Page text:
Book by Donald A. Schutt
Review by Jamie M. Thomas
Director of Pre-Law Advising Services
University of Illinois at Urbana-Champaign

Personnel within the University of Illinois Campus Center for Advising and Academic Services embrace a strength-based approach for teaching and advising our undergraduate students. This monograph describes an integration of traditional career theory and strengths-based models to produce an interactive career development experience for the advisee. This allows the advisee to design a career path that encourages the student to identify and maximize strengths while managing weaknesses, rather than identifying weaknesses as barriers and choosing a career path to avoid them.  

This monograph combines three traditional career development questions (who am I?, where am I going?, and how do I get there?) with a 4-D cycle of discovery, dream, design, and destiny (illustrated on p.13). An appreciative inquiry interview is the suggested format for guiding students through this process. The interview is designed to elicit focused reflection by the student who ponders previous work and life experiences to determine the elements (referred to in the book as “life giving forces”) that lead to feeling happy and energized. Those elements, once identified, are used as the basis for exploring careers. Then a plan can be made to determine how those positive forces can be not only attained but sustained. (This process is described in detail on pages 10-13, and also in the Interview Guide in Appendix B.)

The monograph is very detailed and provides clear explanations of the suggested appreciative interview process, including specific examples and guiding questions. While a significant portion of the monograph explains the history and origins of appreciative inquiry, it also contains practical, ready-to-use applications like an annotated slide show for a two-day workshop. The appendices also contain helpful activities and a participant guide with focused prompts and suggestions to utilize for various audience sizes.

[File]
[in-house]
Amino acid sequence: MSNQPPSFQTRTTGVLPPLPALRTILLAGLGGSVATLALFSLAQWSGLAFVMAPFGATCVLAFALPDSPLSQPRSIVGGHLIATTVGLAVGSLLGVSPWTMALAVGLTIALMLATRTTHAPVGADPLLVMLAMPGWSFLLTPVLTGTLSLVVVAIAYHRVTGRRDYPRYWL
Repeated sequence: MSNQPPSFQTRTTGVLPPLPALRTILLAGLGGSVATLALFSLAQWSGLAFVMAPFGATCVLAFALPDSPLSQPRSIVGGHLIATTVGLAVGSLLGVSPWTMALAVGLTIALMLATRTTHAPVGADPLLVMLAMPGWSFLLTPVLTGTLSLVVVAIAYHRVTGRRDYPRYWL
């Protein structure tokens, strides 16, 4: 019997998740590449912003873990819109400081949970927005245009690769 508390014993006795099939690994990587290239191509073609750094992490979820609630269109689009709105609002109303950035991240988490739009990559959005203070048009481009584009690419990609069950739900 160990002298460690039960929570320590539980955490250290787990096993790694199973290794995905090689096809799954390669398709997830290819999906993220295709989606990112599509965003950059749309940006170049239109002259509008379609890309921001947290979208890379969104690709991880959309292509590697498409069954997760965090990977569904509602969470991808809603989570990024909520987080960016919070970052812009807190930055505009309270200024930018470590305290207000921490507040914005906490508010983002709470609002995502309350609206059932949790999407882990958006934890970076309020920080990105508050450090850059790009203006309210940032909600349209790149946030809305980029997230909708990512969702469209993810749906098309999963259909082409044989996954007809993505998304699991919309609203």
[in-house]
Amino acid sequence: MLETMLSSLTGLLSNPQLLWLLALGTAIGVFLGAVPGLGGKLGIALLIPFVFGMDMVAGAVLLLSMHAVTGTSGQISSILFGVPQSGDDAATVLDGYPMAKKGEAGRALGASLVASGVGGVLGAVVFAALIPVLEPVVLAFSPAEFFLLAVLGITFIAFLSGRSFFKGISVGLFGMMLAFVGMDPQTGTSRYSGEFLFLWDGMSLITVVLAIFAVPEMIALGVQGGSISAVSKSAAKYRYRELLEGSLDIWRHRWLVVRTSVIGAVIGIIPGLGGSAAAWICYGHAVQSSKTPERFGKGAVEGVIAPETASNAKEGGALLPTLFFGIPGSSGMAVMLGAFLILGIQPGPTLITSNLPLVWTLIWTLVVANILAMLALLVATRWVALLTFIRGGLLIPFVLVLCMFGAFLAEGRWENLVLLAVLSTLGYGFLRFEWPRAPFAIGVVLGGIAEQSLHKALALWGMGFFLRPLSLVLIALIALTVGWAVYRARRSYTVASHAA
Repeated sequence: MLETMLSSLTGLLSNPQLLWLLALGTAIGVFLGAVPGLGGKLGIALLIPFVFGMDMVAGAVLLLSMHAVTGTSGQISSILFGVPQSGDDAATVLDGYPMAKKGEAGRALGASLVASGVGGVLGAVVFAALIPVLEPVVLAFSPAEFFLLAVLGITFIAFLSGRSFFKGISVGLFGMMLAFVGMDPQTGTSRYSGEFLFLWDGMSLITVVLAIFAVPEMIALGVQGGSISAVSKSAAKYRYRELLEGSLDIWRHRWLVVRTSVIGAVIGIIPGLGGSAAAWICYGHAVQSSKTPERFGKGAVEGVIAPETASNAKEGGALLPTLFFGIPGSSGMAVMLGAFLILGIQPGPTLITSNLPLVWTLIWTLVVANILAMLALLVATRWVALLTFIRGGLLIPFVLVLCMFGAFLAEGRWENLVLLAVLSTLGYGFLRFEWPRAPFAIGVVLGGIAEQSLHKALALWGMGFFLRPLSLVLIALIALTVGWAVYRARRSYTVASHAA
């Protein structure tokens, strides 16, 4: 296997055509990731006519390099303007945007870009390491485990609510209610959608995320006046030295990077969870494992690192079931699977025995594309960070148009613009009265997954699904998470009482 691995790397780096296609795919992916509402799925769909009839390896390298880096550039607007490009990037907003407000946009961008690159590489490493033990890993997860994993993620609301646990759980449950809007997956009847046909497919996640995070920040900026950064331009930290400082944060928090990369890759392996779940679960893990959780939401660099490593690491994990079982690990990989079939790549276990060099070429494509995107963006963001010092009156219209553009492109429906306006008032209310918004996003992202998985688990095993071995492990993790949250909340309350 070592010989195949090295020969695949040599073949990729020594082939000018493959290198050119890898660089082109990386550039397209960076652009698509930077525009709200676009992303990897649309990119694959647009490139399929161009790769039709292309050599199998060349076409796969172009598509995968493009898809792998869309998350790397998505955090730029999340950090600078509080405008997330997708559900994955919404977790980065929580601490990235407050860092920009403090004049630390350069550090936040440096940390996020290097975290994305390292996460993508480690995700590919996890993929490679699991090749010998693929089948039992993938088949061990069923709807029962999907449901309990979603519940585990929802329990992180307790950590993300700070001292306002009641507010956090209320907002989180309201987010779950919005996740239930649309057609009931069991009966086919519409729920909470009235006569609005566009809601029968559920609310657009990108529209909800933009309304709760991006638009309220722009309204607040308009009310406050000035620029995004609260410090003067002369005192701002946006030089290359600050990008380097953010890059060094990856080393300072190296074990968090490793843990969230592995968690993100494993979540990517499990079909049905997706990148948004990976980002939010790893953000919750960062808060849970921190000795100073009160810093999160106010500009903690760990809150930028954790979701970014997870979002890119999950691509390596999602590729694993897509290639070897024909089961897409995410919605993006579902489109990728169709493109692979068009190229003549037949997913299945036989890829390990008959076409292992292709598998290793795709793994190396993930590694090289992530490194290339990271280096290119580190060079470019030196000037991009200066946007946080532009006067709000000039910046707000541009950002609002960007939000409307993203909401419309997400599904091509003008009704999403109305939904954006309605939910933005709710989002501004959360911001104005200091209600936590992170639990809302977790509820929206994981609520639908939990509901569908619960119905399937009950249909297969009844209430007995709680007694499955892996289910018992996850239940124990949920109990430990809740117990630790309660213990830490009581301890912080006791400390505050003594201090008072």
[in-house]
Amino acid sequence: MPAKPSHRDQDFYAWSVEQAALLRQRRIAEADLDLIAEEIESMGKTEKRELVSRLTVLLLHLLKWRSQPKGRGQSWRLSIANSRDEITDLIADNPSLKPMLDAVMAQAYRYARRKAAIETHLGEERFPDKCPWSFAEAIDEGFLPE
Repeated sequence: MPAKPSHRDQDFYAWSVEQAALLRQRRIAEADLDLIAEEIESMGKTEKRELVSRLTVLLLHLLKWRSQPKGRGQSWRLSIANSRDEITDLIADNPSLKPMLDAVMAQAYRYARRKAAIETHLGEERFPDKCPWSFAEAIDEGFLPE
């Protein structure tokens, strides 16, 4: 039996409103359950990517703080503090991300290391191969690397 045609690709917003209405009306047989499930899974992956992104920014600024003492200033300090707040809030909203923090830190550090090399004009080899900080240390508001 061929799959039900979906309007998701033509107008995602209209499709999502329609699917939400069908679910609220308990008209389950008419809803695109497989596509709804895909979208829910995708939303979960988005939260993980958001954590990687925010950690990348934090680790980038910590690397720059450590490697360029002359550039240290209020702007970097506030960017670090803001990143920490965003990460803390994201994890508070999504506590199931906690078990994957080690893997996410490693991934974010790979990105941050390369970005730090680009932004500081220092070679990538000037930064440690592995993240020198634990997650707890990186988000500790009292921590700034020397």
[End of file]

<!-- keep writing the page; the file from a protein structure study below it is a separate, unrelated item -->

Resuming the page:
Students would respond positively to the philosophy presented in this book, because it respects their experiences and creates a focus on strengths and positive outcomes. As a student affairs professional, elements of the appreciative inquiry process could also be integrated into programming and workshops aimed at encouraging self-reflection as a life skill with many applications. 

As a practical matter, however, the appreciative interview method described in the book would need to be modified significantly for an undergraduate student population. The first question in the discovery phase of this process asks participants to describe a career situation that made them feel energized or happy, and the interview asks the participants to consider priorities such as work-life balance (p.27 and Appendix B). Many traditional-age college students lack the work and life experience or the developmental maturity required for such assessments. These students do not have work experience, or have worked in jobs that are far afield from career aspirations. Because life and work experience appear to be central to the “discovery” phase, and the discovery phase drives the remainder of the process, it is hard to predict the learning outcomes for undergraduates with little work experience. 

The monograph would be particularly helpful for advisors seeking to learn practical applications of strengths-based assessments. Expect to modify the suggested methods (particularly with regard to the guided interview) as necessary for undergraduate audiences who may lack significant career experience.

A strengths-based approach to career development using appreciative inquiry. (2008). Book by Donald A. Schutt, Jr.Ph.D. Review by Jamie Thomas. Broken Arrow, OK: National Career Development Association, 88pp. Price $25.00. ISBN # 978-1-885333-18-6

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